Land investments – the purchase or lease of vast tracts of land from mostly poor, developing countries by wealthier food-insecure nations and private investors for the production and export of food and agrofuel crops – have become a very fast-paced international phenomenon.
Crisis in the Congo: Uncovering The Truth exposes the role that the United States and its allies, Rwanda and Uganda have played in triggering the greatest humanitarian crisis at the dawn of the 21st century. The film locates the Congo crisis in a historical, social and political context. It unveils analysis and prescriptions by leading experts, practitioners, activists and intellectuals that are not normally available to the general public. The film is a call to conscience and action.
A debate on the motion that “Failed States are a Product of Modern Globalization.” Moderated by Foreign Policy magazine Editor-in-Chief Susan Glasser. Debaters include Col. John Agoglia (Ret.), Vice-President of IDS International; Emira Woods from the Institute for Policy Studies; Paul Wood, the President of Pax Mondial; and Dr. Arvind Subramanian of the Peterson Institute for International Economics.
There’s too much blood on its phones, laptops, and tablets.
India and China, two leading emerging economies in the world, are competing with each other, as well as Africa’s traditional western trading partners, to build a stronger relationship with Africa.
Chad became an oil-producing nation in 2003 with the completion of a $4bn pipeline linking its oilfields to terminals on the Atlantic coast. A largely semi-desert country, Chad is also rich in gold and uranium and some would say stands to benefit from its recently-acquired status as an oil-exporting state. Yet others contend that developments in Chad illustrate the problems when poor nations try to leverage oil and gas production within the confines of the global economic order.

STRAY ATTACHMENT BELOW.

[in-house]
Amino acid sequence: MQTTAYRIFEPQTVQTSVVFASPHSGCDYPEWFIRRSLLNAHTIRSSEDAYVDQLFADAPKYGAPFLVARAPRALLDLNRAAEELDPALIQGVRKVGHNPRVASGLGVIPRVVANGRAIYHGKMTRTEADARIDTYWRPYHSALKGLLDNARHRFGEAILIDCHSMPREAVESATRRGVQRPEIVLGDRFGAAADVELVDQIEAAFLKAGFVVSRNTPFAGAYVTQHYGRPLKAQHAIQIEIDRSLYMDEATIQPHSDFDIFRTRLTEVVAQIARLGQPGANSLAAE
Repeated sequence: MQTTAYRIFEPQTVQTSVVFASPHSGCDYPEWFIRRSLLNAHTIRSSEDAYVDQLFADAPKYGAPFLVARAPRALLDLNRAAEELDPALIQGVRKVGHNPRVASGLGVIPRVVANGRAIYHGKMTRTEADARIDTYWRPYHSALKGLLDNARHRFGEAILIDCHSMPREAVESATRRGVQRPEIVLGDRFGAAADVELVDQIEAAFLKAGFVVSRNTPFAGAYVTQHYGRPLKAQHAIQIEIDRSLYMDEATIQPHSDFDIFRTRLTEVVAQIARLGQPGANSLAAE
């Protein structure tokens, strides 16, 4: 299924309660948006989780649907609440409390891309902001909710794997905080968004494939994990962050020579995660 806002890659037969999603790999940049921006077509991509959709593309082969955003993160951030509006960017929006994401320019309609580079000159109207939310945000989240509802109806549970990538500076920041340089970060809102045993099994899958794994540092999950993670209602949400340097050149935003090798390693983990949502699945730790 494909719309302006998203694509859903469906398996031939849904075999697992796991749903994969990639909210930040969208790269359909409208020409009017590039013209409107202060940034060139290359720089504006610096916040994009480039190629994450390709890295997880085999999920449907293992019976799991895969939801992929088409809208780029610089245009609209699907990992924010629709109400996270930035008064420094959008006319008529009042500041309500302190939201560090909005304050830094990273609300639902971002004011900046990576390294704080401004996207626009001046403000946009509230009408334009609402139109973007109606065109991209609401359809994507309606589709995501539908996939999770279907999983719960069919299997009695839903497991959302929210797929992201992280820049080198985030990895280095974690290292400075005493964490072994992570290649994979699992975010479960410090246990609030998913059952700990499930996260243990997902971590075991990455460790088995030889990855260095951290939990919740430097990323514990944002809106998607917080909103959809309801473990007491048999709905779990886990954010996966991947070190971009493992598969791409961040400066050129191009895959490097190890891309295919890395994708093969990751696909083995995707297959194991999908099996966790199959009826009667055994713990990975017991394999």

Across Africa, China has become known as the agent of mass construction, wisely bartering infrastructural development – chiefly mining-specific – for long-term access to strategic resources.
Dominique Strauss-Kahn’s alleged attack on a hotel housekeeper is shocking and deeply symbolic of the IMF’s attitude towards women.
Patrick Bond makes a stinging critique of the recent report of the African Development Bank that claims that ‘one in three Africans is middle class’ and as a result, Africa is ready for ‘take off’.
The rule of law, the will of the people, and the results of the elections must be upheld in the Ivory Coast, says Emira Woods.
Ecumenical Advocacy Days is a movement of the ecumenical Christian community working to strengthen Christian voices and to mobilize for advocacy on a wide variety of U.S. domestic and international policy issues. This particular workshop, featuring IPS’ Emira Woods is one of several in the Africa Track of the Ecumenical Advocacy Days, taking place from March 25 to 28.
Moderated by Emira Woods, co-director of the Institute’s Foreign Policy In Focus project, this panel discussion will review the historic popular revolts in Egypt, Tunisia, and other African countries. We will examine the revolutionaries and discuss the role of media and new technologies.
The political crisis in Cote d’Ivoire has had major diplomatic, financial, economic and social repercussions on the population, including on women and the organisations that defend their rights.
The United Nations Office of the High Commissioner for Human Rights (UNOHCHR) released the official “Report of the Mapping Exercise” in October 2010. The report documents “the most serious violations of human rights and international humanitarian law committed within the territory of the Democratic Republic of the Congo between March 1993 and June 2003”. U.S. tax dollars fund U.S. allies Rwanda and Uganda, which are deeply implicated in these mass atrocities, crimes against humanity, war crimes and possibly genocide in the Congo.